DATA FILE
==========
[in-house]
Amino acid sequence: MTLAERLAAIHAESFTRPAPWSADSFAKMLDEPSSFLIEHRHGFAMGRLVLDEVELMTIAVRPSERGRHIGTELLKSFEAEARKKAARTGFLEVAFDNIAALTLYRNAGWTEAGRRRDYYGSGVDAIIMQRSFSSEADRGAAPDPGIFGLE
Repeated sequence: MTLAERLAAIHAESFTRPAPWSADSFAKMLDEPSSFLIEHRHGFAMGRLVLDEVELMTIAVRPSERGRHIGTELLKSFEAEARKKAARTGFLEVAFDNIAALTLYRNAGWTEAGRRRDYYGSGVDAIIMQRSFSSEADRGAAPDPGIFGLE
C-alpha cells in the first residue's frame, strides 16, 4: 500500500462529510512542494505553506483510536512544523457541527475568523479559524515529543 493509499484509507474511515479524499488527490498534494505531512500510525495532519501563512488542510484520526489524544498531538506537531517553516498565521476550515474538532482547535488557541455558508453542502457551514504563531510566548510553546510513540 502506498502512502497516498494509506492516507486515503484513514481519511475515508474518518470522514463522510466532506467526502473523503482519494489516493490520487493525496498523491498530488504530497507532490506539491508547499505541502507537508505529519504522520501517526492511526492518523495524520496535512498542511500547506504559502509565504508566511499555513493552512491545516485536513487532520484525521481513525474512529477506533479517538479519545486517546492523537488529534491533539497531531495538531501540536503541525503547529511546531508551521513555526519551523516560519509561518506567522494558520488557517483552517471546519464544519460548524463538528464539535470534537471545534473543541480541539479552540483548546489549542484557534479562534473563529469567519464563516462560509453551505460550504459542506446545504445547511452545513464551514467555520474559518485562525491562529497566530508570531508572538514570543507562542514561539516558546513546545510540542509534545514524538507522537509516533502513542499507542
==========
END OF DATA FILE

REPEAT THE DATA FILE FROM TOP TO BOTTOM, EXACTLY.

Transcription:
[in-house]
Amino acid sequence: MTLAERLAAIHAESFTRPAPWSADSFAKMLDEPSSFLIEHRHGFAMGRLVLDEVELMTIAVRPSERGRHIGTELLKSFEAEARKKAARTGFLEVAFDNIAALTLYRNAGWTEAGRRRDYYGSGVDAIIMQRSFSSEADRGAAPDPGIFGLE
Repeated sequence: MTLAERLAAIHAESFTRPAPWSADSFAKMLDEPSSFLIEHRHGFAMGRLVLDEVELMTIAVRPSERGRHIGTELLKSFEAEARKKAARTGFLEVAFDNIAALTLYRNAGWTEAGRRRDYYGSGVDAIIMQRSFSSEADRGAAPDPGIFGLE
C-alpha cells in the first residue's frame, strides 16, 4: 500500500462529510512542494505553506483510536512544523457541527475568523479559524515529543 493509499484509507474511515479524499488527490498534494505531512500510525495532519501563512488542510484520526489524544498531538506537531517553516498565521476550515474538532482547535488557541455558508453542502457551514504563531510566548510553546510513540 502506498502512502497516498494509506492516507486515503484513514481519511475515508474518518470522514463522510466532506467526502473523503482519494489516493490520487493525496498523491498530488504530497507532490506539491508547499505541502507537508505529519504522520501517526492511526492518523495524520496535512498542511500547506504559502509565504508566511499555513493552512491545516485536513487532520484525521481513525474512529477506533479517538479519545486517546492523537488529534491533539497531531495538531501540536503541525503547529511546531508551521513555526519551523516560519509561518506567522494558520488557517483552517471546519464544519460548524463538528464539535470534537471545534473543541480541539479552540483548546489549542484557534479562534473563529469567519464563516462560509453551505460550504459542506446545504445547511452545513464551514467555520474559518485562525491562529497566530508570531508572538514570543507562542514561539516558546513546545510540542509534545514524538507522537509516533502513542499507542